Archive for the 'Greening Toronto' Category
It may seem like spring is taking its time to arrive this year, but I am sure there are some spring surprises just around the corner. In fact, one of my favourites happens each year in High Park with the blooming of the cherry blossom trees. Once the cherry blossoms are in full bloom we know that spring has officially arrived.
The Sakura or cherry blossom trees as they are probably more commonly known were a gift to Canada and Toronto from the Japanese Ambassador to Canada in 1959, and they have been a tourist attraction for locals and visitors alike ever since. Amateur and professional photographers alike flock to High Park when the trees are blooming just to catch a glimpse of the beautiful pink flowers and the crowds seem to increase on a yearly basis. Because of this Our Home Toronto has a couple tips to get the best view of the cherry blossoms once they finally bloom.
1) Head to High Park to see the cherry blossoms after work on a weekday to avoid the weekend crowds.
2) Take public transit. There is limited parking in High Park.
3) Be prepared to walk. The trees are beautiful and most are located around Hillside Gardens. Here is a good map to guide you.
According to www.highparktoronto.com the trees have not bloomed yet, and are not expected to bloom until late April. Typically, the blooming lasts for a week to a week and a half if the weather is good.
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Have you been searching for some green to incorporate into your city lifestyle? It may be hard to believe but there are a number of green initiatives taking place right in downtown Toronto. From government buildings to historic sites more and more builders and planners are realizing the importance of green buildings. With the help of a publication from the Canada Green Building Council and www.greenroofs.com, Our Home Toronto has put together a list of five of the great green building projects happening all around the city.
1) The Fairmont Royal York: The Fairmont Royal York boasts a well known rooftop garden which started in 1998. According to greenroofs.com the 4000 sq. foot space grows herbs and tomatoes that are used in 6000 meals per day. Tours of the rooftop garden can be arranged for visitors and residents of Toronto when they attend afternoon tea at the Fairmont Royal York.
2) 401 Richmond: Home to “140 artists, cultural producers and micro-enterprises” (Toronto Focus: Canada Green Building Council), 401 Richmond Street offers visitors and tenants use of there 6,500 sq. foot green roof free of charge. The space offers not only a multitude of plants but also a “downtown view that includes the CN Tower.” (401richmond.net/gardens)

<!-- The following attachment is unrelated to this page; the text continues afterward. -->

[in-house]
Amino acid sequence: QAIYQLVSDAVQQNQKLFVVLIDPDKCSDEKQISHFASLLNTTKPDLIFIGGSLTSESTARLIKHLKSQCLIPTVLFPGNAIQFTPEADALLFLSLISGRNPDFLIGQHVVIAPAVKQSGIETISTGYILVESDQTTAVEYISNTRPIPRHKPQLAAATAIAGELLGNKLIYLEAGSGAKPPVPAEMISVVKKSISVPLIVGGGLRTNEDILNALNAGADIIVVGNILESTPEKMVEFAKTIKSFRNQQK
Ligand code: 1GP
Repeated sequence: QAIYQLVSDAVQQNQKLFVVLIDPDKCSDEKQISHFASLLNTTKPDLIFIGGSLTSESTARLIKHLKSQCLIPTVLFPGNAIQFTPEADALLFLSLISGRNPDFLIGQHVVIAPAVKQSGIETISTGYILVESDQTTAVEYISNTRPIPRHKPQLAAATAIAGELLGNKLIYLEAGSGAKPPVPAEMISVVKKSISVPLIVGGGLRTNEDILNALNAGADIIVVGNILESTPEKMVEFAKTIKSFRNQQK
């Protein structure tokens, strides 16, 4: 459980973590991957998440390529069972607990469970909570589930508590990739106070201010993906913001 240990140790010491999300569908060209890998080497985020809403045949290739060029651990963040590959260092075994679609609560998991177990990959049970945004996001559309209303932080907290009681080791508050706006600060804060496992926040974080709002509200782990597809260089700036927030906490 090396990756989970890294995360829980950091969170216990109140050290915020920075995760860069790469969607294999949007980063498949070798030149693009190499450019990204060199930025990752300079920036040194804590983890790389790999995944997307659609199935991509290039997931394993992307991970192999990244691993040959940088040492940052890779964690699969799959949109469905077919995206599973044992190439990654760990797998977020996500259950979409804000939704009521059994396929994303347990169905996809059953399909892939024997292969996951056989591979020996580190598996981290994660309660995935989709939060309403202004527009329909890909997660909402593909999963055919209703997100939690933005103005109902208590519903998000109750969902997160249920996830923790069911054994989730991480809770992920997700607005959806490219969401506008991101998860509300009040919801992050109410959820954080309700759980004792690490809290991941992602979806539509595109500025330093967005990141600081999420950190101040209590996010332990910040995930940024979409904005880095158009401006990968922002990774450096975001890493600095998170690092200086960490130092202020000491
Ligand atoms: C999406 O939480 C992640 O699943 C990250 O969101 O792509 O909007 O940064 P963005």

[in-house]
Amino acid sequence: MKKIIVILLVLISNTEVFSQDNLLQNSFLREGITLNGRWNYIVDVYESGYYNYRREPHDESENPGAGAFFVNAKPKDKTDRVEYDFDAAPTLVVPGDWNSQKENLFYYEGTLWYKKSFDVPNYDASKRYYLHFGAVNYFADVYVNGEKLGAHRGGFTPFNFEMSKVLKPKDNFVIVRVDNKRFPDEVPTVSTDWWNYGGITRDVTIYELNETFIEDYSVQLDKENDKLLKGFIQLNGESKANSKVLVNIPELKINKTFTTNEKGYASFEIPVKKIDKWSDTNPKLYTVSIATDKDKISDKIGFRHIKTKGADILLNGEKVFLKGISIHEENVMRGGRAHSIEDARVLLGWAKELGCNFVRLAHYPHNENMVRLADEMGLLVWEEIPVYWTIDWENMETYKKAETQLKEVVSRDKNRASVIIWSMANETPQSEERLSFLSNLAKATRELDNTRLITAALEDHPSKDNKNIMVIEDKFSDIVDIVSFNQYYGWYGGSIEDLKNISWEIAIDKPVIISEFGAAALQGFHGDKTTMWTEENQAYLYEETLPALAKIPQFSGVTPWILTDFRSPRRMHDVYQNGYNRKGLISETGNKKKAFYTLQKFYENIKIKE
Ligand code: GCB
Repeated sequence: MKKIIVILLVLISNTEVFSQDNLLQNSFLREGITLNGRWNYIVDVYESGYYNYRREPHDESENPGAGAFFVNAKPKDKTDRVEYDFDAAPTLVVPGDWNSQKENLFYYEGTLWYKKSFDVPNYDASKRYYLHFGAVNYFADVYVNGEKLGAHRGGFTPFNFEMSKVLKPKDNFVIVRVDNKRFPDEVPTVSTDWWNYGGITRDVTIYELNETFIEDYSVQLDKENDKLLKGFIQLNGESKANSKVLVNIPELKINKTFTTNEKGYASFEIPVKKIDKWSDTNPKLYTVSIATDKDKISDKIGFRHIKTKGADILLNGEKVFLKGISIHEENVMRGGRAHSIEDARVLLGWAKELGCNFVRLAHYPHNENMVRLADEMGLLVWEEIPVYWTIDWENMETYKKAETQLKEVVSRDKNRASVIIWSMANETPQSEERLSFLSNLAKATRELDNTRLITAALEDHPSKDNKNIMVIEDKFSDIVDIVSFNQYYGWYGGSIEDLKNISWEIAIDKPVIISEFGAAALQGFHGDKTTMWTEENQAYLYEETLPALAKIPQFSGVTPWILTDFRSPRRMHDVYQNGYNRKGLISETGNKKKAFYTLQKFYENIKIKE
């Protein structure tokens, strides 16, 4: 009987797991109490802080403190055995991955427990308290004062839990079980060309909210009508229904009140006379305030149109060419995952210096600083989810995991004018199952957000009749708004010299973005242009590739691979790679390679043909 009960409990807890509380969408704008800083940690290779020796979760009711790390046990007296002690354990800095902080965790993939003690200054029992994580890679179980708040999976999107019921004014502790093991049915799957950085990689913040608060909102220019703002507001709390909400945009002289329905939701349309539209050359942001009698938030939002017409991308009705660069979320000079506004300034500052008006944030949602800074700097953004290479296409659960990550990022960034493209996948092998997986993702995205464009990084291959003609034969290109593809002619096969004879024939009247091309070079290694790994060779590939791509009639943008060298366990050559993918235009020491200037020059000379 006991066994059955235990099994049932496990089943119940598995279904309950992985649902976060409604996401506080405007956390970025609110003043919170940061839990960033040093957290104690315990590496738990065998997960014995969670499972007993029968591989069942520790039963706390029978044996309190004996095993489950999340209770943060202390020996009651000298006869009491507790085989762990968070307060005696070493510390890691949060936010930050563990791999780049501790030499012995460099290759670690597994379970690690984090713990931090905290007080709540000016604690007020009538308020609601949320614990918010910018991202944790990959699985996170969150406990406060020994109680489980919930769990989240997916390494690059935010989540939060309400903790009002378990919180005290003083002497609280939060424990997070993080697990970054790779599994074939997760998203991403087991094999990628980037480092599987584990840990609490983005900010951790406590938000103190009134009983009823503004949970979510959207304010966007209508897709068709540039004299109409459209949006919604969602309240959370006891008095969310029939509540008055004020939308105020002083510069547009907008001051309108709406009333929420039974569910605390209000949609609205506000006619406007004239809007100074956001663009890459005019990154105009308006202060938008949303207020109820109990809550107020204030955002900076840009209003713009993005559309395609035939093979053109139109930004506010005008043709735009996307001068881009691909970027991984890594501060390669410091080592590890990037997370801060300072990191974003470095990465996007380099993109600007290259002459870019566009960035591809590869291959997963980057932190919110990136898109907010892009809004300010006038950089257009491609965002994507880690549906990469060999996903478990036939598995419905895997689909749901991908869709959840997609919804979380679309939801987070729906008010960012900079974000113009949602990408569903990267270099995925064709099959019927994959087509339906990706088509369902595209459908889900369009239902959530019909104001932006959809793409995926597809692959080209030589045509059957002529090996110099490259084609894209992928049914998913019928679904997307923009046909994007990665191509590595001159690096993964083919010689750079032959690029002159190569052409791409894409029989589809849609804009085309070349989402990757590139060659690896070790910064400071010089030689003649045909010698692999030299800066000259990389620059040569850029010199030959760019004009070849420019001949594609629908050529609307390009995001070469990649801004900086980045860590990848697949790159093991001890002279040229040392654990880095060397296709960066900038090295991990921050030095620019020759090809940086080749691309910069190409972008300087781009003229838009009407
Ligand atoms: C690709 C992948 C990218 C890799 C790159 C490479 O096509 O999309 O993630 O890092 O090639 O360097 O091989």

3) Toronto City Hall: Toronto City Hall’s Green Roof is part of the revitalization of Nathan Phillips Square. In order for the green roof to be constructed “3,250m sq of concrete was converted to vegetation” (Toronto Focus: Canada Green Building Council).
4) Minto Roehampton: According to the Canada Green Building Council, this is Canada’s first LEED Gold multi-unit residential building. Highlights of the green initiatives the building offers residents include: automatic turnoff of overhead lights and ventilation systems, dual flush toilets which reduce water consumption and individually monitored heat and electricity.
5) The Evergreen Brickworks: The green projects taking place at the Evergreen Brick Works are quite extensive. According to The Canadian Green Building Council just a few of the improvements to the well-known event space include: a computerized network that controls lighting, ventilation, heating and A/C. Other major projects include a green roof as well as attainment of LEED status.
As you can see, Toronto has many green projects. Whether you are already a Toronto resident, moving to Toronto, or just visiting be sure to visit some of these great green projects in the heart of the city.
100 Applefield Dr is an exquisite home that offers truly unbelievable value. The home features a gourmet chef’s kitchen with 7 premium appliances as well as a spectacular pool oasis with direct access to Birkdale Park. This 2,296 sq. foot home also features an amazing wood burning fireplace,pepper maple hardwood floors a heated salt-water pool, and 5 patio areas with perennial gardens. Visit OurHomeToronto.com for many more fabulous home listings or contact me directly at 416-931-4161.
SOLD … Large Luxury Skyy-Line Condo … South, East, West, Lake Exposure
Suite 2302-1048 Broadview is a one of a kind 1599 sq ft corner home in the Skyy … with 2 bedrooms, 2 en-suites, a powder room, den, very large living / dining room with surround floor to ceiling windows, upgraded kitchen with island, granite & designer cupboards … includes a huge panorama south view balcony. This suite also includes an owned prime parking space and locker. Spectacular Condo & Value!
If every car in North America got the same fuel efficiency as my Toyota Prius there’d be no need to import any oil into North America and there’d be no need to drill for oil in the Gulf of Mexico or the Arctic!